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MOVIE REVIEW

Towering 'Babel' is an ambitious tale of human disconnection

With their new film, director Alejandro González Iñárritu and writer Guillermo Arriaga have built their own exquisitely cinematic Tower of Babel, and the proportions are nearly biblical. Ambitiously vaulting toward the heavens, a global testament to the curiously incommunicative species that is man, "Babel" is a ziggurat of brilliant pieces built on sand. It's also this season's "Crash," a movie you know is Important because it never stops telling you so.

Real, incisive human moments pierce the murk, all the more valuable for feeling throwaway -- the film struggles to be as true as it is portentous. One responds to such empathetic hectoring or one doesn't; either the sight of so many different characters bursting into tears brings on your own catharsis or leaves you feeling as if the movie's doing the weeping for you.

Using a style similar to González Iñárritu and Arriaga's previous (and better) films, "Amores Perros" and "21 Grams," "Babel" tells four separate stories that slowly reveal their interconnectedness. The one on the movie posters stars Brad Pitt and Cate Blanchett as Richard and Susan, wealthy Americans fleeing a family tragedy by touring Morocco on a bus. Nearby, the two young sons (Boubker Ait El Caid and Said Tarchani) of a goat herder (Abdelkader Bara) toy with a gun they've been given to ward off jackals; the resulting accident brings a grievously wounded Susan to a tiny desert village where her life hangs in the balance.

Meanwhile, in San Diego, a Mexican nanny named Amelia (Adriana Barraza) is forced by circumstances to take her two young Anglo charges (Elle Fanning and Nathan Gamble) across the border to her son's wedding. In Tokyo, a deaf-mute teenage girl named Chieko (Rinko Kikuchi) batters against the wall of her isolation, acting out her hormonal rage with shocking lack of restraint.

What's the connection? There are plot hooks linking these characters together, but the filmmakers' larger message is that they are us and we are them and we're all in the same miserable boat. Language -- and there are six of them in "Babel" if you count the signing -- is the governing metaphor for our fall from grace, but there are barriers to understanding everywhere, from the U S -Mexican border Amelia crosses and recrosses in mounting distress to the sheet of bus-window glass that keeps Susan from encountering the Third World (and that is subsequently pierced with eerie silence ) .

The movie has big ideas and big performances, and just as many notions left lying on the floor. Susan's accident becomes an international incident, with U S authorities crying terrorism where there is none, but we only hear about this second hand; the way governments use fear to divide is raised, then largely ignored. Likewise, the Americans' imperious misunderstanding of local North African culture is only glanced upon before it's resolved with a glimmer of universal brotherhood.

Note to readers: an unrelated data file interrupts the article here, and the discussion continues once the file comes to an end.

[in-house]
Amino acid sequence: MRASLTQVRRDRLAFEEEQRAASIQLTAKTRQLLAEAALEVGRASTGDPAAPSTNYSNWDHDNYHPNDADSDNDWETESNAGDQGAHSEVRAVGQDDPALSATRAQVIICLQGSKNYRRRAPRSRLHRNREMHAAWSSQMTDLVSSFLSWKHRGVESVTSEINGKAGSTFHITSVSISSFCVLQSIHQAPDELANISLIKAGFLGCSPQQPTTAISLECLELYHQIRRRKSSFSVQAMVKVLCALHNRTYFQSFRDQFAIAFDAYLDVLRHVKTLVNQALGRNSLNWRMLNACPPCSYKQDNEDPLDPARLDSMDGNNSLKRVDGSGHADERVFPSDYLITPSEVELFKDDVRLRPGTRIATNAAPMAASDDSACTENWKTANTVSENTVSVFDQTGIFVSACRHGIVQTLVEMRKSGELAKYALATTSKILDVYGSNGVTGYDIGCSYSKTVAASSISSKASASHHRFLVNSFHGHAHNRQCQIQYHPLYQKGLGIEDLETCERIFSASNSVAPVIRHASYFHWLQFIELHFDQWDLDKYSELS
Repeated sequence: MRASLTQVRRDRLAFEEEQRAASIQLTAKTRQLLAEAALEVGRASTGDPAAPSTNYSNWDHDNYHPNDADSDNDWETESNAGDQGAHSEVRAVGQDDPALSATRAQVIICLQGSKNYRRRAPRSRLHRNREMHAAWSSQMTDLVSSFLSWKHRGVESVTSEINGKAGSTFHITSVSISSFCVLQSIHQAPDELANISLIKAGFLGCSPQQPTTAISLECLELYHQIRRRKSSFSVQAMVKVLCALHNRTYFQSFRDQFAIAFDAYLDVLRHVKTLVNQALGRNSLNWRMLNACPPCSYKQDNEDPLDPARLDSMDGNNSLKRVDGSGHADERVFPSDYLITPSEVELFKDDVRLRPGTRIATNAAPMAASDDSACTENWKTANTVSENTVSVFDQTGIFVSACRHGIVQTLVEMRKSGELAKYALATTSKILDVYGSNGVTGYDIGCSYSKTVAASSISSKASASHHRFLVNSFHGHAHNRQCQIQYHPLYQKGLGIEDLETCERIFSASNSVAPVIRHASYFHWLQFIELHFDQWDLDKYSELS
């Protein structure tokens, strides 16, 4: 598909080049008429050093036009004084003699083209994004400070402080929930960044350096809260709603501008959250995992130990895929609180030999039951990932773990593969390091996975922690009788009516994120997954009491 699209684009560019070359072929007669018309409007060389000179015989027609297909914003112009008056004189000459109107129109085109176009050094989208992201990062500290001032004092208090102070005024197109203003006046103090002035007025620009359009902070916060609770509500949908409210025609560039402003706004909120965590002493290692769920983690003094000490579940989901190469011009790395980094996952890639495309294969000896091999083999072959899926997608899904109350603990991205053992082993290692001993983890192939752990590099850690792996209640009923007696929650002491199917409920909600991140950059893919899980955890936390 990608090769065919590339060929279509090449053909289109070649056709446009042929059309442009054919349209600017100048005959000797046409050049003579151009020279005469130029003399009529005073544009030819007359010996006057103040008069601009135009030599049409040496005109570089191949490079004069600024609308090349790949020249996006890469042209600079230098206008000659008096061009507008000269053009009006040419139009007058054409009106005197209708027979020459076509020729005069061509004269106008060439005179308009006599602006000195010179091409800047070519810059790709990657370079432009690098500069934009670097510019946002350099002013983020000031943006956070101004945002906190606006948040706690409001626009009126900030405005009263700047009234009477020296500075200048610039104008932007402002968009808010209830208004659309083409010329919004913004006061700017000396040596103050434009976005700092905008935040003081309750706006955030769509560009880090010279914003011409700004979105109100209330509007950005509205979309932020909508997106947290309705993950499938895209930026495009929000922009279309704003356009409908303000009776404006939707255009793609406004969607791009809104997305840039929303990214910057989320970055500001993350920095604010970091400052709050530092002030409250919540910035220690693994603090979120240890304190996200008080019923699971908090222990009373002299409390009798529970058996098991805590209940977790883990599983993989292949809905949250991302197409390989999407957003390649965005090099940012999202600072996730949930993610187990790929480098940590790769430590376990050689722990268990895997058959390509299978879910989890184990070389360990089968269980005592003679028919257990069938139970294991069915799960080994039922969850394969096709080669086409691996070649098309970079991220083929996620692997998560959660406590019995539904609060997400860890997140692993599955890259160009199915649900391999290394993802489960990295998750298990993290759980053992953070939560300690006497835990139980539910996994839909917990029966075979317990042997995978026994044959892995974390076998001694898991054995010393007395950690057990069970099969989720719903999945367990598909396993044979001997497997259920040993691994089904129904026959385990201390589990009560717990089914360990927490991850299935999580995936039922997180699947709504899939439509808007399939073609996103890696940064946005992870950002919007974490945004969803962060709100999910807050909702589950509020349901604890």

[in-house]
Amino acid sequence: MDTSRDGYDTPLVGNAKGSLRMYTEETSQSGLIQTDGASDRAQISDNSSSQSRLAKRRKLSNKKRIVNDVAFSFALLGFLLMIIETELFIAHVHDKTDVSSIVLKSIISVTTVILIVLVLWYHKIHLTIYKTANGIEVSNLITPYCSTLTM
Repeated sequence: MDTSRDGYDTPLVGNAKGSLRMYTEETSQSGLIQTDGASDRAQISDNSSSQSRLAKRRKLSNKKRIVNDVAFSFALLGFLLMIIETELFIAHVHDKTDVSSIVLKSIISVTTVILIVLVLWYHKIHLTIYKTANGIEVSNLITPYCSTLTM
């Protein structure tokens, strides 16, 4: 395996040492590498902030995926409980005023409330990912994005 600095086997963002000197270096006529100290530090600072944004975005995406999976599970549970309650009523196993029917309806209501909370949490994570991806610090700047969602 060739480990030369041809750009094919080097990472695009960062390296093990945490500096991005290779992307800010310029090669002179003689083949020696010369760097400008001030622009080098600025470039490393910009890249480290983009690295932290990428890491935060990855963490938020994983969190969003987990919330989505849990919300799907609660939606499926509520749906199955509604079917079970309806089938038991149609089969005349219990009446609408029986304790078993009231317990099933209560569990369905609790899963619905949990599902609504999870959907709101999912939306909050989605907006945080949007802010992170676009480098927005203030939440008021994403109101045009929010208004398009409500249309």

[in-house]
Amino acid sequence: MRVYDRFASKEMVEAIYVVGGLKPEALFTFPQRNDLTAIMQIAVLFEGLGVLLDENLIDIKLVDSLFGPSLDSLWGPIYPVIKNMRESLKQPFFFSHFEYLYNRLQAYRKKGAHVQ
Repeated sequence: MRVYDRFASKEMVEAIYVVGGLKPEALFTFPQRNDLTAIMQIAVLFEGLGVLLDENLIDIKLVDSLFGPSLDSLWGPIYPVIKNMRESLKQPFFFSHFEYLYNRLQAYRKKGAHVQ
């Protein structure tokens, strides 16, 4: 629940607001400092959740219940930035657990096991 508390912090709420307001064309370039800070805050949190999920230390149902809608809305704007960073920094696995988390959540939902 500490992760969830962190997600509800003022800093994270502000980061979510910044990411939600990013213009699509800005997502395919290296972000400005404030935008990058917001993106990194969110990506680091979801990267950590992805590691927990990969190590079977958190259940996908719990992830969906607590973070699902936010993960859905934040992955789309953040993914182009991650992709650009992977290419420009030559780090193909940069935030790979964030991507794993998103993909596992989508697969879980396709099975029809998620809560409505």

González Iñárritu is more interested in the ants than the ant colony, and he elicits remarkable performances from the mostly nonprofessional cast. The goat herder's sons, Yusef and Ahmed, come across as specific individuals -- the younger brother daring and smart, the elder uncertain and reactionary -- and as Chieko, the deaf Kikuchi turns in a volcanic portrayal of a girl on the edge of meltdown.

Pitt and Blanchett are in a different pickle: Their very Hollywood glamour works both for and against them. Pitt tries his hardest -- those bags under his eyes are impressive -- but he's unable to escape his innate Brad-ness until a climactic scene during which all of Richard's anxieties pour out in a terrifying rush. By then, "Babel" has made sure all its characters have had a good cry, and the tidiness of the conceit gets in the way of our own emotional connection.

There are sequences to dazzle the mind and the senses here -- the Mexican wedding, a beautifully strung-together scene in a Tokyo nightclub -- and González Iñárritu has the skill to throw vast amounts of information onto the screen with uncanny clarity. (Rodrigo Prieto's cinematography and the editing by Stephen Mirrione and Douglas Crise deserve ample credit as well). He just as often lets a scene run on past its maximum point of impact, though, and the ambition that pushes "Babel" toward its grand statement -- which is, in the end, simply that love conquers all -- also inflates it into the merely grandiose.

Should we begrudge filmmakers who aim for the stars, the better to see our global village in all its sad, moving entirety? Of course not. Yet for a movie that insists on the truth of humanity's mutual dependency, "Babel" feels disconnected from anything but its own artistic determinism.

Ty Burr can be reached at tburr@globe.com.

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